This world war has been raging for more than a century. Its casualty rate now runs into the millions. Tens of thousands have died, while many more have been blinded and crippled. But, finally, the day of victory may be at hand.
The enemy is polio, a virus which can kill up to one in three of those who exhibit symptoms and leaves others paralysed or without sight. It has existed for centuries, but it became a scourge in the early years of the last century, spread through poor sanitation in fast-growing urban areas.
This Tuesday is World Polio Day, an anniversary that marks the continuing fight against the disease. Even 30 years ago, polio was endemic in more than 125 countries on almost every continent. At least 300,000 people caught the disease in 1988, although life-saving vaccines have been in use since the 1950s.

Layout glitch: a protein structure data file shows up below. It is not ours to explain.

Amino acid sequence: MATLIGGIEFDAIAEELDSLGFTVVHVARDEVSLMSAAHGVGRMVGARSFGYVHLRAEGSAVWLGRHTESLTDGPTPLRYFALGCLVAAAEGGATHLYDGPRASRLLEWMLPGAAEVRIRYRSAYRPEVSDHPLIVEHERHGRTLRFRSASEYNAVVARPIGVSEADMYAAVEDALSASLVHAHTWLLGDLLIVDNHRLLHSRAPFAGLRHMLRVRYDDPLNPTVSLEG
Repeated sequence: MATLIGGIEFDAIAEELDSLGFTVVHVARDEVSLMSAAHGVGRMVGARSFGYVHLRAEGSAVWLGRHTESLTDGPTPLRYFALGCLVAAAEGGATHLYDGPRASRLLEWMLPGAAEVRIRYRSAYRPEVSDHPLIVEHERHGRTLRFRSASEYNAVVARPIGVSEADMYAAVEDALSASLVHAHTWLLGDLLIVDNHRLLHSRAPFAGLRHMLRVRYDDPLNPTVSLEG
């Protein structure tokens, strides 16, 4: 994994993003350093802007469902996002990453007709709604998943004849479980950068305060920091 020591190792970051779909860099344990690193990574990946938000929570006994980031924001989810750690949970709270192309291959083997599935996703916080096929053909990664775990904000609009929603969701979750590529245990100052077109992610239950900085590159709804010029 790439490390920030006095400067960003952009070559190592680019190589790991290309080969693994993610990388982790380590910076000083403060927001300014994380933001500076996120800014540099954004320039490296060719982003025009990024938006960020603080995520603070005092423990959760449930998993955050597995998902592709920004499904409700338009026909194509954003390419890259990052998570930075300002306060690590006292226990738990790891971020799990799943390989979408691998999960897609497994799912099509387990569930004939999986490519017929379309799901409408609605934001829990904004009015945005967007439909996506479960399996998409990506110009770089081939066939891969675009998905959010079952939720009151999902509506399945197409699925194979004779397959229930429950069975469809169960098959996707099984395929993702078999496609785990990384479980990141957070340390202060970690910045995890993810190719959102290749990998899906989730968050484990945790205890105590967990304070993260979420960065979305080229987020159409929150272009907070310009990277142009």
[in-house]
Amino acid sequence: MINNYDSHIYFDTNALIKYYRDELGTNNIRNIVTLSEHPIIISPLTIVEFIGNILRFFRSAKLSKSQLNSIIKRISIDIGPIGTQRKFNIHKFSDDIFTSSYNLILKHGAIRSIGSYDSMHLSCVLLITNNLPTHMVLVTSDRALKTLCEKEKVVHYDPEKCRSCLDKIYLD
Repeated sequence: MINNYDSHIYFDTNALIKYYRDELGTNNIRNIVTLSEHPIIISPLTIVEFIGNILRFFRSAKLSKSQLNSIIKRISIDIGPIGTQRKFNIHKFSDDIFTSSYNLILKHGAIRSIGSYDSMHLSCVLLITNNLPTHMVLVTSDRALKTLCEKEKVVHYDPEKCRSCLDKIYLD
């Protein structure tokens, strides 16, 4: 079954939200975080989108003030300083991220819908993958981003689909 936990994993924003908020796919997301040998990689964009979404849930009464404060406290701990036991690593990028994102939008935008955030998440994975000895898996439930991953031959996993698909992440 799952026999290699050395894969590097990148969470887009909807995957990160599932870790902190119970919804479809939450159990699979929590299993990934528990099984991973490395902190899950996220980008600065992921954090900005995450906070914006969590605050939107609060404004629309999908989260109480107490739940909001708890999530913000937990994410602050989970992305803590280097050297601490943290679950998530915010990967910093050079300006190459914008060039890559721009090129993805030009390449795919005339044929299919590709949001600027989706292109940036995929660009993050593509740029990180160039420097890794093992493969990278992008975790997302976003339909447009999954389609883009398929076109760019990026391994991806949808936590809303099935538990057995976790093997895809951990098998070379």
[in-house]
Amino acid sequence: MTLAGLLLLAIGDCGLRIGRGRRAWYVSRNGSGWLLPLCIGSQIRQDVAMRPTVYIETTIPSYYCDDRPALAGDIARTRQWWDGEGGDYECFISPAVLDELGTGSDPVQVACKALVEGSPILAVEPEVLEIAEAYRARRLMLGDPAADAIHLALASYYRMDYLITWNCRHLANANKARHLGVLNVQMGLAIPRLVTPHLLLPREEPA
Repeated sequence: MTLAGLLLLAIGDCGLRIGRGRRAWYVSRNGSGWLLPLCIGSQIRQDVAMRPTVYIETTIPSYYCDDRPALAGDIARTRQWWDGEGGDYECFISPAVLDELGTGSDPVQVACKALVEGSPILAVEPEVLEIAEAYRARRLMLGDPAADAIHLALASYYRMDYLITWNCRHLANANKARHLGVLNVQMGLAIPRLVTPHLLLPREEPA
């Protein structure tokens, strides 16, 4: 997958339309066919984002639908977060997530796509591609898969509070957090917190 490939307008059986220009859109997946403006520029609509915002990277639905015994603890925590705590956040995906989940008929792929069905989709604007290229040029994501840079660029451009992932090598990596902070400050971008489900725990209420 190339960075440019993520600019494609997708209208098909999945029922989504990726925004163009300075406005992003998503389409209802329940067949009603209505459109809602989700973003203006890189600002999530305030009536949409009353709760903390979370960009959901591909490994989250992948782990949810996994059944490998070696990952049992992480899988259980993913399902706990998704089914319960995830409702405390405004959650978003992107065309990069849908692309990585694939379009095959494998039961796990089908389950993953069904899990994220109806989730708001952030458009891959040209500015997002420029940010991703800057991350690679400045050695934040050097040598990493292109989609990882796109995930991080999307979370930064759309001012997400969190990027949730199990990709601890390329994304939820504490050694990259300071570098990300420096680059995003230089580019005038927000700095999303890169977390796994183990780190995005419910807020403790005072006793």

This year, just 12 people have been diagnosed with polio, a historic low. The disease exists in only two countries, Pakistan and Afghanistan. With the transmission season almost over, this total is unlikely to rise significantly.
Last year, 37 people caught wild polio, all in those two countries. An outbreak in Syria in 2014 has been contained. Fingers are crossed for Nigeria, polio free for two years until two cases were reported in August 2016, but nothing this year.
If these trends continue, like the disease itself, World Polio Day will very soon become a thing of the past.